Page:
The Abarbanel explains that Rashi means not King David, but his descendant, the moshiach. Moshiach will come and try to destroy the nations, but Hashem will not let him until the time comes. Actually, preventing moshiach from coming too early was Avraham’s own initiative. In the Abarbanel’s own words: “Avraham foresaw the length of this exile and the great misfortunes it brought, and he feared that his descendants would rise up to leave the exile before the time set by Hashem, just as the children of Ephraim left the Egyptian exile before the time, whereupon Hashem became angry at them and killed thousands of their best. So Avraham, knowing the time of the End, chased away the birds – the son of David – preventing them from coming down on the carcasses – the nations – until evening, i.e. the time of redemption and the end of exile, as it says, ‘And at the time of evening there will be light.’
“And there is no doubt that it was in reference to this that Shlomo said (Shir Hashirim 2:7), ‘I have adjured you, daughters of Jerusalem, with the deer and the hinds of the field, that you not awaken nor arouse the love before it desires.’ And in Kesubos 111a, ‘Rabbi Yossi bar Chanina said: To what to these three oaths refer? One, that Israel should not go up as a wall. One, that the Holy One, blessed is He, adjured Israel not to rebel against the nations of the world. One, that the Holy One, blessed is He, adjured the nations not to subjugate Israel too much.’ The prohibition on ‘rebelling against the nations’ means that we must bear the yoke of the exile and live under them until the time of the End, when they will pass on. And this is what the prophet Tzefaniah meant when he said (3:8), ‘Therefore wait for Me, said Hashem, for the day when I arise,’ i.e. He commands them to wait until the time of the End, and not rebel and leave the exile before the time set by Him.” (Yeshuos Meshicho v. 1, p. 11b)
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The second chapter of Tehillim speaks of the nations who will plot against the Jewish people: “Why have the peoples made an uproar, and the nations speak vainly? The kings of the earth stand, the leaders have met together, against Hashem and his moshiach: ‘Let us cut their reins and cast off their ropes.’ He Who sits in heaven will laugh, Hashem will mock them. Then He will speak to them in His anger, and in His rage He will confound them: ‘And I appointed My king on Zion, My holy mountain.’” What is the meaning of this last verse and what is its connection with the foregoing verses?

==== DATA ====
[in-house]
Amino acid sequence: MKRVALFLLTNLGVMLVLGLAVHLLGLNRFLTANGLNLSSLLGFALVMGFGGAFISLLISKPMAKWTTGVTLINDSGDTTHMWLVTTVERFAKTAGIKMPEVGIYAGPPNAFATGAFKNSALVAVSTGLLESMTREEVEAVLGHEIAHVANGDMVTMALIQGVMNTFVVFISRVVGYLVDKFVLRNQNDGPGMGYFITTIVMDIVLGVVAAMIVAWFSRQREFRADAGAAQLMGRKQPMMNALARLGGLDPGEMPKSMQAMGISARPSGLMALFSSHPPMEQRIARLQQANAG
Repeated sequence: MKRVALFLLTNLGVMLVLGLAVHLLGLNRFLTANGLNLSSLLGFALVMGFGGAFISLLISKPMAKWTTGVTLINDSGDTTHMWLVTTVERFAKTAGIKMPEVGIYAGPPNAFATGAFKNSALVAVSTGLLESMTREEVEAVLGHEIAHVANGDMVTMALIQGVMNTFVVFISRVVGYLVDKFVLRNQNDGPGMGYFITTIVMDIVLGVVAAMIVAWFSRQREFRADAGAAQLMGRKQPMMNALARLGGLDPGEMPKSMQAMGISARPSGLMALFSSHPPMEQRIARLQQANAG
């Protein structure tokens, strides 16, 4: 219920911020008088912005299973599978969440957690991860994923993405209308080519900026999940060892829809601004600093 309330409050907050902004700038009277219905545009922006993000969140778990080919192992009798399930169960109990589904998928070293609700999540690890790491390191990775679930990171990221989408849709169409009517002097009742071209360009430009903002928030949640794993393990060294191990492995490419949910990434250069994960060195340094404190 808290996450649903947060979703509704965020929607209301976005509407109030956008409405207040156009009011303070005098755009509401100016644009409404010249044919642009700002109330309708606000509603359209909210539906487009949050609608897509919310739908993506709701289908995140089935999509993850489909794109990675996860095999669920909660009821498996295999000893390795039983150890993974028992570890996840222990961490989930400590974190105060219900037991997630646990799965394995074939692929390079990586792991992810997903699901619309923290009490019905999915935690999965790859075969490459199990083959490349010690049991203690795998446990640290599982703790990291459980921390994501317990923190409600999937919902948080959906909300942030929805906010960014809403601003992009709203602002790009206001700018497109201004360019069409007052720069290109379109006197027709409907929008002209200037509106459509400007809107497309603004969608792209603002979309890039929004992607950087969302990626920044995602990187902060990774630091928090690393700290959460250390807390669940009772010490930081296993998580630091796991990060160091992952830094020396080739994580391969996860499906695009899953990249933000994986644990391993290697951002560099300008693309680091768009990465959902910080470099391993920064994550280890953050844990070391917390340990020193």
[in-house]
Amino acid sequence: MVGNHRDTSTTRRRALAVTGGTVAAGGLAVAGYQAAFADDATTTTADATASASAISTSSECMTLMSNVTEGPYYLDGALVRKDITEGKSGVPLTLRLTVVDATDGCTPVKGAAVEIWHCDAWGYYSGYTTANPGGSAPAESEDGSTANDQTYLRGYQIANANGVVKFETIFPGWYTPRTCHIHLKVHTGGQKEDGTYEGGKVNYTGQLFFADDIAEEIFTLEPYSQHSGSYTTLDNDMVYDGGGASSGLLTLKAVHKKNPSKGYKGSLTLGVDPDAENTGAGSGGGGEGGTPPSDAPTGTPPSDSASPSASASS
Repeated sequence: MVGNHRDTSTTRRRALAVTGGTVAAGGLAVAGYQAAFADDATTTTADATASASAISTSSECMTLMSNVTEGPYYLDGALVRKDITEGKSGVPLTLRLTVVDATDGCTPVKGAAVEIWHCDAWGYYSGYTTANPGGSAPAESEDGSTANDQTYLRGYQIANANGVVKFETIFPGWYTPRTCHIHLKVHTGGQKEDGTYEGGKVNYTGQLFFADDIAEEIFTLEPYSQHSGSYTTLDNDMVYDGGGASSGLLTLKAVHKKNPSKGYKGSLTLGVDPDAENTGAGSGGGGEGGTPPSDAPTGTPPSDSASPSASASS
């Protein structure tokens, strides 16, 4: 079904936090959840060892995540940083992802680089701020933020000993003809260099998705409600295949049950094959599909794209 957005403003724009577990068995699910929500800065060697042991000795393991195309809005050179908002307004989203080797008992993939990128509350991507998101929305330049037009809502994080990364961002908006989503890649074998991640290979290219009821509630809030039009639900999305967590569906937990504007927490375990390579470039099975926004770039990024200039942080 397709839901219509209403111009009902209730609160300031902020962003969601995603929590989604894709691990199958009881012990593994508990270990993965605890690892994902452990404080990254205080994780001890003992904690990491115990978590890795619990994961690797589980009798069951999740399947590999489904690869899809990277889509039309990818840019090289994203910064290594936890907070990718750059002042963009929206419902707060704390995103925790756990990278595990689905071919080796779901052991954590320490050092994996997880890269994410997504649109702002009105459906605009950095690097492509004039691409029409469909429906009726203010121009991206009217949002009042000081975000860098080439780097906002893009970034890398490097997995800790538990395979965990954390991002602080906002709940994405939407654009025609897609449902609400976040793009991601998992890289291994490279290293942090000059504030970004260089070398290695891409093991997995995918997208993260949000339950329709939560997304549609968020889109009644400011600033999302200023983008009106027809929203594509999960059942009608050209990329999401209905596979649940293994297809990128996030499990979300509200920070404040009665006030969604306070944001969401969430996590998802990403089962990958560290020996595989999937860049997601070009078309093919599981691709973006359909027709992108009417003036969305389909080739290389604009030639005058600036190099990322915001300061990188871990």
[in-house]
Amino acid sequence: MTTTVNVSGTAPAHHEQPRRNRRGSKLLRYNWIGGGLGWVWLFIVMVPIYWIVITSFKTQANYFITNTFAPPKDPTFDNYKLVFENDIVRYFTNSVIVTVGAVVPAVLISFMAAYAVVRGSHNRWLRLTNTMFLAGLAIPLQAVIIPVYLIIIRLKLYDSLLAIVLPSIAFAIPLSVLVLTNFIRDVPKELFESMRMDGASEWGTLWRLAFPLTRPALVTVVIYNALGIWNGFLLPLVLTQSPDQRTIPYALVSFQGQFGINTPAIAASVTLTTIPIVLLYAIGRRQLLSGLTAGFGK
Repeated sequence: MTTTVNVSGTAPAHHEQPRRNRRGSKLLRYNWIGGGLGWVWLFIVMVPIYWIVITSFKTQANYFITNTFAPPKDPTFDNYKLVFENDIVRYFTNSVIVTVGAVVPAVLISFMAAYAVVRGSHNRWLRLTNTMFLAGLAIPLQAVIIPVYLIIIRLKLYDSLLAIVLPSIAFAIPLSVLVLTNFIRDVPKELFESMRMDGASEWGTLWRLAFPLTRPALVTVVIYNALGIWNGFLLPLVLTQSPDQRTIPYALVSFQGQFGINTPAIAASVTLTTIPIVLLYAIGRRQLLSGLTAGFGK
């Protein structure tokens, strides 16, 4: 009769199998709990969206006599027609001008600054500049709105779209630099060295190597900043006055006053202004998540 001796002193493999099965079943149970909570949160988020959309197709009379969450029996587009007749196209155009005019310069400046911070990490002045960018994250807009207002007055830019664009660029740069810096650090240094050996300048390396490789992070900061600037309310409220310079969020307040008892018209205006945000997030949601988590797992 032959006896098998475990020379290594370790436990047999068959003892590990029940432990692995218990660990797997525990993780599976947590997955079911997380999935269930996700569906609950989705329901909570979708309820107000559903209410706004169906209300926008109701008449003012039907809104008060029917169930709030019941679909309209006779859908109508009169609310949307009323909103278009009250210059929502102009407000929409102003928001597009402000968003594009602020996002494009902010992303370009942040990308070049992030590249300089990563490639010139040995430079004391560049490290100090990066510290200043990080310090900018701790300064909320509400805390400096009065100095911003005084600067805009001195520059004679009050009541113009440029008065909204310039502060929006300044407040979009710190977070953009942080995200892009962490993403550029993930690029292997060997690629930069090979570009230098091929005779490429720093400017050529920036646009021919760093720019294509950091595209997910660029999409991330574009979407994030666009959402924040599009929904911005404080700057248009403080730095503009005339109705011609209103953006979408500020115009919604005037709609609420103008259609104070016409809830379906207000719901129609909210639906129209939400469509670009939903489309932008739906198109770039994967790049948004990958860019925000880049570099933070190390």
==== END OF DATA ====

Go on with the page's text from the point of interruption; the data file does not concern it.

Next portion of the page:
The Alshich explains this based on the Midrash (Bereishis Rabba 44:21), which teaches that Avraham Avinu chose exile for his descendents in order to save them from Gehinom: “Hashem showed Avraham four things: Gehinom, the exiles, the giving of the Torah and the Temple. He said to him, “As long as your descendents are busy with the last two, they will be spared the first two. But if they leave the last two, they will get the first two. [Since the Temple will one day be destroyed, they will have to get one of the punishments.] Which punishment do you choose for them?” Rabbi Chanina bar Papa said: Avraham chose the exiles. Rabbi Yudan, Rabbi Idi and Rabbi Chama bar Chanina said: Avraham chose Gehinom, but Hashem chose for him the exiles…” (See Behaaloscha, p. ??, and Vezos Habracha, p. ??.) When Avraham did not let the birds devour the carcasses, i.e. did not let King David destroy the nations, this means that he chose exile for his descendents and therefore the nations had to be in existence in order to carry out the decree of exile.